With a couple minutes left in the game, Rhett Hall subbed out and collapsed into his coach’s arms.

Hall, a fifth grader and starting point guard for Walland Elementary had played so well, his team was undefeated and about to win the Blount County championship by 25 points.

It was the pinnacle of a memorable season during which Hall, a soft-spoken and humble boy, had an undeniable weight on his shoulders. Knowing the trophy celebration was moments away, Hall finally found relief in his two coaches’ embraces.

“It’s like he knew he could rest,” said Ada Hall, one of Rhett’s grandmothers.

The coaches who comforted Rhett that day were Tarah Green and Cody Russell, but his previous coach is who was on his mind.

Walland’s coach during the 2018 season was Isaac ‘Ikey’ Russell — Rhett’s grandfather.

Russell promised the boys they were going to win the championship in 2019 after taking third place in 2018.

Before Russell could see it through, however, he passed away from a blood clot that summer.

Rhett and Ikey’s bond surpassed those coaches have with their players and even those grandfathers have with their grandsons. They were best friends.

Rhett often took a bus after school from Walland to Heritage High School where his mother Lindy works. He would borrow her phone and call Ikey. They would discuss their plan for the night, which usually involved practicing basketball or playing NBA2K on the Playstation upstairs in Ikey’s home.

“I really liked playing video games with him,” Rhett said. “I had to show him how to play. He would push the wrong buttons sometimes and mess up. The last time we played together, he beat me. He never beat me.”

Ikey saw potential in the way Rhett played on the court — and rightfully so, since Rhett had been starting on the Walland Elementary team since he was in second grade. He also had experience playing for church teams, AAU teams and other youth teams.

“We sold our 69’ Camaro so we could build him a basketball goal,” Rhett’s dad, Brandon Hall, said.

When Rhett isn’t practicing or playing he is watching NBA highlights on the computer. However, Rhett remains humble and asks his mother every upcoming season if she “thinks he’ll make the team this year.”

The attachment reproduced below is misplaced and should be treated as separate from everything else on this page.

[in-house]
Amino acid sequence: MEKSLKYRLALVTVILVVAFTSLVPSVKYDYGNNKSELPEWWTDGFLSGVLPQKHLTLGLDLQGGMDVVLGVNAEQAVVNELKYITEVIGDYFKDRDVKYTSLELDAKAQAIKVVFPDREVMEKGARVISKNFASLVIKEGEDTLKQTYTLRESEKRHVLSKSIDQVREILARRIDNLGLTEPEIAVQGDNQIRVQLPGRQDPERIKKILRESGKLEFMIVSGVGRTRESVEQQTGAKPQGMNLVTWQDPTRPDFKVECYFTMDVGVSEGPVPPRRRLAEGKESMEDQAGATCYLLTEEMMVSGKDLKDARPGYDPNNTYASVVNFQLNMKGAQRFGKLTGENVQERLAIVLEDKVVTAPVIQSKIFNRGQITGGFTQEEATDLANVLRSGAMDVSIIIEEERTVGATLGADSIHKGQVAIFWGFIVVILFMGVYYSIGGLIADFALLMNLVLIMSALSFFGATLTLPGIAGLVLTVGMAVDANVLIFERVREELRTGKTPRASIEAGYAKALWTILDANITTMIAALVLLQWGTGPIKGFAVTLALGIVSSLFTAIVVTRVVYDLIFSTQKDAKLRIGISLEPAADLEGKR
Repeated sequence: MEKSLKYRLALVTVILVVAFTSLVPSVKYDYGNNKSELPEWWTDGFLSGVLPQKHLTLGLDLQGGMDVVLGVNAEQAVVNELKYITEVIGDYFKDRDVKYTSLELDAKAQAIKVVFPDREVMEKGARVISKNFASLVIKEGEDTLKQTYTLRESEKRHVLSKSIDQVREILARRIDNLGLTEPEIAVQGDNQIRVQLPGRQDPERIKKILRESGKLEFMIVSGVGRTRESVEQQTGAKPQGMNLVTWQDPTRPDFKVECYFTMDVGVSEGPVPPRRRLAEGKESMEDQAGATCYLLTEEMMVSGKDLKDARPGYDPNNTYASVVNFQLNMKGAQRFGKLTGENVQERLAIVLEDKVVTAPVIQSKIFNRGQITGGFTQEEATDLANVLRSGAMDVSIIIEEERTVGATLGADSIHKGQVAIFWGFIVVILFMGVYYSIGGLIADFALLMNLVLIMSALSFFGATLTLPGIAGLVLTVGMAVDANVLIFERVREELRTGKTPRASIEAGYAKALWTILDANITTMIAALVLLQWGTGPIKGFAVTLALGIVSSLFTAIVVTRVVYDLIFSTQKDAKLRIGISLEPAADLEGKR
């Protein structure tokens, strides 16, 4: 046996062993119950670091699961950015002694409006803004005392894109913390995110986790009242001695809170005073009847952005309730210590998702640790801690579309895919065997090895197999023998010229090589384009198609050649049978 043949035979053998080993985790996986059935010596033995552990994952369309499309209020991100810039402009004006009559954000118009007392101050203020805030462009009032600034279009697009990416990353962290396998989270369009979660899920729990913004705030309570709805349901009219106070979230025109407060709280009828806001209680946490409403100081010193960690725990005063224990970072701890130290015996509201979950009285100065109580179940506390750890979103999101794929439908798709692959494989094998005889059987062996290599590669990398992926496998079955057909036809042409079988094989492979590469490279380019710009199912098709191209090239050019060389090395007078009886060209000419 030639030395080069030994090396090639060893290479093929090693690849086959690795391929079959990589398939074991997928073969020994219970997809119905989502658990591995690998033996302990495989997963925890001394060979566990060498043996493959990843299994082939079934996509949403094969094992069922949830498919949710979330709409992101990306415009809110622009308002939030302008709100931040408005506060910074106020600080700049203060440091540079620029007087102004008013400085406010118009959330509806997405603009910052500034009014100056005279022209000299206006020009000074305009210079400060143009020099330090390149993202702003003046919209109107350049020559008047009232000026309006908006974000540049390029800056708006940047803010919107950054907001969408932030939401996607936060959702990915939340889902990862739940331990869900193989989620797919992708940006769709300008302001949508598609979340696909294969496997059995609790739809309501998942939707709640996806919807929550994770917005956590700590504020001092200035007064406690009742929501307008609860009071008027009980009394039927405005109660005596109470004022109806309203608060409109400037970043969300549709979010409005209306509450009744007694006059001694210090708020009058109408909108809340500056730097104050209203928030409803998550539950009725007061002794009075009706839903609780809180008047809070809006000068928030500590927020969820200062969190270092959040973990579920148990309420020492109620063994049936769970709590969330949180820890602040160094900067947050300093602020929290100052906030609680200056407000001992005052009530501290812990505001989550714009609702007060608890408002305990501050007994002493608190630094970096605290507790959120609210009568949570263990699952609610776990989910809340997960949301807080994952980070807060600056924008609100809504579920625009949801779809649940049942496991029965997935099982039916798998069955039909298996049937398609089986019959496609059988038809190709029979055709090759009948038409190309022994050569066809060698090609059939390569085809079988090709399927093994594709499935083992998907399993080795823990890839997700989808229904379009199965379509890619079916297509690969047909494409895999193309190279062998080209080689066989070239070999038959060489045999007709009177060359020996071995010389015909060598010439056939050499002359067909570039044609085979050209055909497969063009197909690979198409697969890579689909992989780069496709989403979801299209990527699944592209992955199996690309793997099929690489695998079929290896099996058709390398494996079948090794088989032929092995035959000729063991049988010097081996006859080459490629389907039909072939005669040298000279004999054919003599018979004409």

Ikey had formed strong bonds with the boys on the Walland team, and many of them viewed “Coach Russell” as a father figure.

Ikey was tough on the boys, but always told them he loved them. He yelled the boys’ names during the game, but when the boys came off the court, he made sure they were okay.

Ikey invested almost all of his free time into the boys, especially Rhett. Because of their bond, it came as no shock Rhett and his teammates were devastated with Ikey’s passing.

Lindy Hall said she remembered one the boys wailing at Ikey’s funeral.

“It was piercing,” Lindy said.

The next season began and the uncertainty of how the boys would handle playing without Ikey’s guidance was on everybody’s minds.

However, the boys proved they were a team to be taken seriously. From early October to late November, they won every game.

By the time the Blount County Tournament began on Dec. 2, Walland was 11-0.

When they made it to the championship, Rhett and his teammates acknowledged the importance of the game. Not only did they need to win the championship to validate their hard work throughout the season, but they needed to win for Ikey.

Rhett did just that and ended his elementary school basketball career on a note he knew made Ikey proud.

Next season Rhett plans to try out for the Heritage Middle School team with the guidance of his grandfather, coach and his best friend.

In this case, that’s one person.

“I was very hurt and I was very emotional,” Rhett said. “But I knew Papaw would want me to keep playing basketball and keep on.”

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